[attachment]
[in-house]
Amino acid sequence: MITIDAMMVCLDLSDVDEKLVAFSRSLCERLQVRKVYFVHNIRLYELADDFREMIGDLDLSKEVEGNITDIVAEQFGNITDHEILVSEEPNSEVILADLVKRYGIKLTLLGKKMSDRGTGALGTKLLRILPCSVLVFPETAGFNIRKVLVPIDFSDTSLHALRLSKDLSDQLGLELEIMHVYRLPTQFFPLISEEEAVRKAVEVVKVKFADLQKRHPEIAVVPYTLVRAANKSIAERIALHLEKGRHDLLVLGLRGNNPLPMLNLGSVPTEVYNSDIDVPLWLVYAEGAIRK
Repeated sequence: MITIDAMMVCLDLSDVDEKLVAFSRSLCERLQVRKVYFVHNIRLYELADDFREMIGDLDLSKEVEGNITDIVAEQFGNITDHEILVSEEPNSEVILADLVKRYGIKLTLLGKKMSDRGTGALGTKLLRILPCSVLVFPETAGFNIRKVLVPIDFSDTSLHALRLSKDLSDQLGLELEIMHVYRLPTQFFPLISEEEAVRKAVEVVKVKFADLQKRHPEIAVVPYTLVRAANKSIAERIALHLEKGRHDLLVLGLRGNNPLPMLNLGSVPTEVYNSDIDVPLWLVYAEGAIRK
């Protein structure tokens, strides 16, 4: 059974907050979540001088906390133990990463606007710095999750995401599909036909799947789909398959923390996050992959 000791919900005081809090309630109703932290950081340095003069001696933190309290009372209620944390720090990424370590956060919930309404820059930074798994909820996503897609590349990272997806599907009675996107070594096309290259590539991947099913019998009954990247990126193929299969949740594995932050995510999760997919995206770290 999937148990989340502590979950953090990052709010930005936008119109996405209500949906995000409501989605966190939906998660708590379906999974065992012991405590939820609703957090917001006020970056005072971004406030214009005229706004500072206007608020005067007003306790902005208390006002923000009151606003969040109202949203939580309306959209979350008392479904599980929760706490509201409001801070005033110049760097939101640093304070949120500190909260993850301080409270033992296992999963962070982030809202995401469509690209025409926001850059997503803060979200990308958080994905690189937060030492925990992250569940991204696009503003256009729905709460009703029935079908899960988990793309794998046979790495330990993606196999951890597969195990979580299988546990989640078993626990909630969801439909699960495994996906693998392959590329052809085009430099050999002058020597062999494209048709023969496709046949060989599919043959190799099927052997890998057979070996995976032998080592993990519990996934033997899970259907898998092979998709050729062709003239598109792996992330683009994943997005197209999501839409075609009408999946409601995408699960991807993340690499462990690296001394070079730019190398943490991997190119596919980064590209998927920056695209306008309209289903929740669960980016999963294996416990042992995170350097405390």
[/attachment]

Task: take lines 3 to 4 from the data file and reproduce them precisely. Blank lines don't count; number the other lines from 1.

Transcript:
Repeated sequence: MITIDAMMVCLDLSDVDEKLVAFSRSLCERLQVRKVYFVHNIRLYELADDFREMIGDLDLSKEVEGNITDIVAEQFGNITDHEILVSEEPNSEVILADLVKRYGIKLTLLGKKMSDRGTGALGTKLLRILPCSVLVFPETAGFNIRKVLVPIDFSDTSLHALRLSKDLSDQLGLELEIMHVYRLPTQFFPLISEEEAVRKAVEVVKVKFADLQKRHPEIAVVPYTLVRAANKSIAERIALHLEKGRHDLLVLGLRGNNPLPMLNLGSVPTEVYNSDIDVPLWLVYAEGAIRK
């Protein structure tokens, strides 16, 4: 059974907050979540001088906390133990990463606007710095999750995401599909036909799947789909398959923390996050992959 000791919900005081809090309630109703932290950081340095003069001696933190309290009372209620944390720090990424370590956060919930309404820059930074798994909820996503897609590349990272997806599907009675996107070594096309290259590539991947099913019998009954990247990126193929299969949740594995932050995510999760997919995206770290 999937148990989340502590979950953090990052709010930005936008119109996405209500949906995000409501989605966190939906998660708590379906999974065992012991405590939820609703957090917001006020970056005072971004406030214009005229706004500072206007608020005067007003306790902005208390006002923000009151606003969040109202949203939580309306959209979350008392479904599980929760706490509201409001801070005033110049760097939101640093304070949120500190909260993850301080409270033992296992999963962070982030809202995401469509690209025409926001850059997503803060979200990308958080994905690189937060030492925990992250569940991204696009503003256009729905709460009703029935079908899960988990793309794998046979790495330990993606196999951890597969195990979580299988546990989640078993626990909630969801439909699960495994996906693998392959590329052809085009430099050999002058020597062999494209048709023969496709046949060989599919043959190799099927052997890998057979070996995976032998080592993990519990996934033997899970259907898998092979998709050729062709003239598109792996992330683009994943997005197209999501839409075609009408999946409601995408699960991807993340690499462990690296001394070079730019190398943490991997190119596919980064590209998927920056695209306008309209289903929740669960980016999963294996416990042992995170350097405390």